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BMC Geriatr ; 21(1): 588, 2021 10 22.
Article in English | MEDLINE | ID: covidwho-1477265

ABSTRACT

BACKGROUND: To protect nursing home residents, many governments around the world implemented blanket visitor bans in March and April 2020. As a consequence, family caregivers, friends, and volunteers were not allowed to enter nursing homes, while residents were not allowed to go out. Up until now, little is known on the long-term consequences and effects of visiting bans and re-opening of nursing homes. The aim of the study was to assess the long-term effects of the pandemic on residents, family members, and staff, and their preparedness for the next coronavirus wave. METHODS: A mixed-methods approach was used, consisting of a questionnaire and analyses of documentation (local visiting protocols). Of the 76 nursing home locations that participated in a Dutch national pilot on welcoming visitors back into nursing homes, 64 participated in this follow-up study. Data were collected in September/October 2020. For each nursing home, one contact person completed the questionnaire. Descriptive statistics were calculated for quantitative questionnaire data. Data on open-ended questions, as well as data from the documentation, were analyzed thematically. RESULTS: The study demonstrated that the consequences of strict visiting bans do not disappear at the moment the visiting ban is lifted. Although in October 2020, daily life in nursing homes was more "back to normal," more than one-third of the respondents indicated that they still applied restrictions. Compared to the situation before the pandemic, fewer volunteers were working in the nursing homes, grandchildren visited their relative less often, and visits differed. CONCLUSIONS: Five months after the visiting ban in Dutch nursing homes had been lifted, it still had an impact on residents, family members, and staff. It is questionable whether nursing homes feel prepared for welcoming visitors in the case of new COVID-19 infections. Nursing homes indicated that they felt prepared for the next wave, while at the same time, they were particularly concerned about staff well-being and vitality. It seems wise to invest in staff well-being. In addition, it seems desirable to think about how to support nursing homes in seeking a balance between infection prevention and well-being of residents, family members, and staff.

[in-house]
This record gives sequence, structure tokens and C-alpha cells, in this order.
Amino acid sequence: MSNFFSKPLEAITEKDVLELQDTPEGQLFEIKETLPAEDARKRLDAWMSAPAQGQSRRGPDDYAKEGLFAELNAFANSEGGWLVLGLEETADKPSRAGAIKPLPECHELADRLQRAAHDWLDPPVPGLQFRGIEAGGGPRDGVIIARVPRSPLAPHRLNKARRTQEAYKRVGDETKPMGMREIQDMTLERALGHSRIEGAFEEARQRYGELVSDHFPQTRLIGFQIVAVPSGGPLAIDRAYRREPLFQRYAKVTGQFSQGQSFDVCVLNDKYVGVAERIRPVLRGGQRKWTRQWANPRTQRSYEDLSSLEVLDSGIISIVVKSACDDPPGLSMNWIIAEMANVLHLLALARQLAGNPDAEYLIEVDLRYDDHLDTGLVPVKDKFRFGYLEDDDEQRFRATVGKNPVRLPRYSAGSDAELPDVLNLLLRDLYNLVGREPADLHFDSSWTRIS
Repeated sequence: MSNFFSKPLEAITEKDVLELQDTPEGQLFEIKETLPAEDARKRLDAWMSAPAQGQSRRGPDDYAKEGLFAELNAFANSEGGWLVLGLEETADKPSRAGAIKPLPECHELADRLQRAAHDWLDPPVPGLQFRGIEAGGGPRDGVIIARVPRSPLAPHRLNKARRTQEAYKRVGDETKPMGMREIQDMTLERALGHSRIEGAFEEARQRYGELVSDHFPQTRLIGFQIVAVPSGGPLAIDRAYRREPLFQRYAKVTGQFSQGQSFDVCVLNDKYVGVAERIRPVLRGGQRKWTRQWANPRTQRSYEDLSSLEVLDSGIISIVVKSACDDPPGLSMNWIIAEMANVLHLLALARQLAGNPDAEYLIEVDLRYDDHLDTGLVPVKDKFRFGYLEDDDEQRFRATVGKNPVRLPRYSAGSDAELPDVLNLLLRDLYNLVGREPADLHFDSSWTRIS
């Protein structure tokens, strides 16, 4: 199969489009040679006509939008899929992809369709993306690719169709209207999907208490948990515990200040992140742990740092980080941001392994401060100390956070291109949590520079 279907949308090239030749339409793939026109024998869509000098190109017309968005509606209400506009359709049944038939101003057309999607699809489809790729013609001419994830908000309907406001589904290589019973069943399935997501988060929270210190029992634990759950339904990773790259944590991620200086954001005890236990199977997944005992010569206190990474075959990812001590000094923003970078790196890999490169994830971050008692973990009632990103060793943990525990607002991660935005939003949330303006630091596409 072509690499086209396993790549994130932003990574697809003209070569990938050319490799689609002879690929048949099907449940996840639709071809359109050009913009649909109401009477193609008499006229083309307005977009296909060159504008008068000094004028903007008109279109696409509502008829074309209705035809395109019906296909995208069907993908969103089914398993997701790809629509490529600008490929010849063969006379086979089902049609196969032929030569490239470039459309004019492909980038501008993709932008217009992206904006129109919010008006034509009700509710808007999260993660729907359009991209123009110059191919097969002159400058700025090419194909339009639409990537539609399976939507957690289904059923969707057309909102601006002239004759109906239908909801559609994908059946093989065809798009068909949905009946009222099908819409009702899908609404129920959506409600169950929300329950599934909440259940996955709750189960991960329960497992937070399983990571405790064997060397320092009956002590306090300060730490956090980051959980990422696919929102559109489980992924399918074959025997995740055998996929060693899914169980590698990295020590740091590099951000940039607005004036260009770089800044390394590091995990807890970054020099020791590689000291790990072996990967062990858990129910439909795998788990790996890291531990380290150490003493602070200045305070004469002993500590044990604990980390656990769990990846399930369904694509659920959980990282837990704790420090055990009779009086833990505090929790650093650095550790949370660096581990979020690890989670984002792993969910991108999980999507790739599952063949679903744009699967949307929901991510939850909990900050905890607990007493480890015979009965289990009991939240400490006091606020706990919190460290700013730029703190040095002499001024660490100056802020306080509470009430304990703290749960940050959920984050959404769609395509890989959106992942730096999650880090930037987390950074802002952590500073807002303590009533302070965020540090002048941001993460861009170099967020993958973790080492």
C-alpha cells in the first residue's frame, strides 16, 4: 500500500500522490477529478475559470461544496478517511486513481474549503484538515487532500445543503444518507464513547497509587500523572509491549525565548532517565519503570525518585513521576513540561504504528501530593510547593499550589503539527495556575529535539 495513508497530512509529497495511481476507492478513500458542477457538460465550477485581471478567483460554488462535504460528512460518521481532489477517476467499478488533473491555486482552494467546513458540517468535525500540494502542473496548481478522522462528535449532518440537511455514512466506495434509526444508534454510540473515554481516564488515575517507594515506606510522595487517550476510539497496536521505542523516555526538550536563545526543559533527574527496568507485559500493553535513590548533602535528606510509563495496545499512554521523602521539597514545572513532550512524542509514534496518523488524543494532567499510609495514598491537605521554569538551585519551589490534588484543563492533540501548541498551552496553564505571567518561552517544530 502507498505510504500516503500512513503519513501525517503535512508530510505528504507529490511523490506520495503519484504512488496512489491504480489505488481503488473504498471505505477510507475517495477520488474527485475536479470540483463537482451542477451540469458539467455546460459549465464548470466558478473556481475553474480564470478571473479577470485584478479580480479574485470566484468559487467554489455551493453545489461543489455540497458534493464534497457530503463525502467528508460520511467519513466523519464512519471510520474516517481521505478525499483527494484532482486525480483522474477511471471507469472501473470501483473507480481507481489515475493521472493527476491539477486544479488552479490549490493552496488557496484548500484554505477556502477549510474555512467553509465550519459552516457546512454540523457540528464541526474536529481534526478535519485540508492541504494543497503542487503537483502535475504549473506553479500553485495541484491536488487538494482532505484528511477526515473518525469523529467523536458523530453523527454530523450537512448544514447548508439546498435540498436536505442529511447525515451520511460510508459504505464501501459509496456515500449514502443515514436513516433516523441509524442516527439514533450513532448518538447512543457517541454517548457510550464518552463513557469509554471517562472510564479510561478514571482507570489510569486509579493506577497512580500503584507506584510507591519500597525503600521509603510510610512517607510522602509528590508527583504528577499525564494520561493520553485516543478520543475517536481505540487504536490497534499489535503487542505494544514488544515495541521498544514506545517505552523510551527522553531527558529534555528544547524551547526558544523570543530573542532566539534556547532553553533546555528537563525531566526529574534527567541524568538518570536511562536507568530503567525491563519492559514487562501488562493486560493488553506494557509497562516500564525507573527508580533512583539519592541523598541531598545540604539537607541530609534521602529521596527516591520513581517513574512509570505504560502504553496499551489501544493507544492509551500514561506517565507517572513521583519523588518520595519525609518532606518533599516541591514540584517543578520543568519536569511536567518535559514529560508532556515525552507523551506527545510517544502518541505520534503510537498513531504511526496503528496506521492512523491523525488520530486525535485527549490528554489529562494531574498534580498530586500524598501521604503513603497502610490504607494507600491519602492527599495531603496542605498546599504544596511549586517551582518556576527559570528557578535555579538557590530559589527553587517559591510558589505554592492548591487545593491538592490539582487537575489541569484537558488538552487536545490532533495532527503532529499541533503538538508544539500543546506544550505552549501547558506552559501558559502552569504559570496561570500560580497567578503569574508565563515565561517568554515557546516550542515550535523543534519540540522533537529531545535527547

Subject(s)
COVID-19 , Follow-Up Studies , Humans , Nursing Homes , Pandemics , SARS-CoV-2
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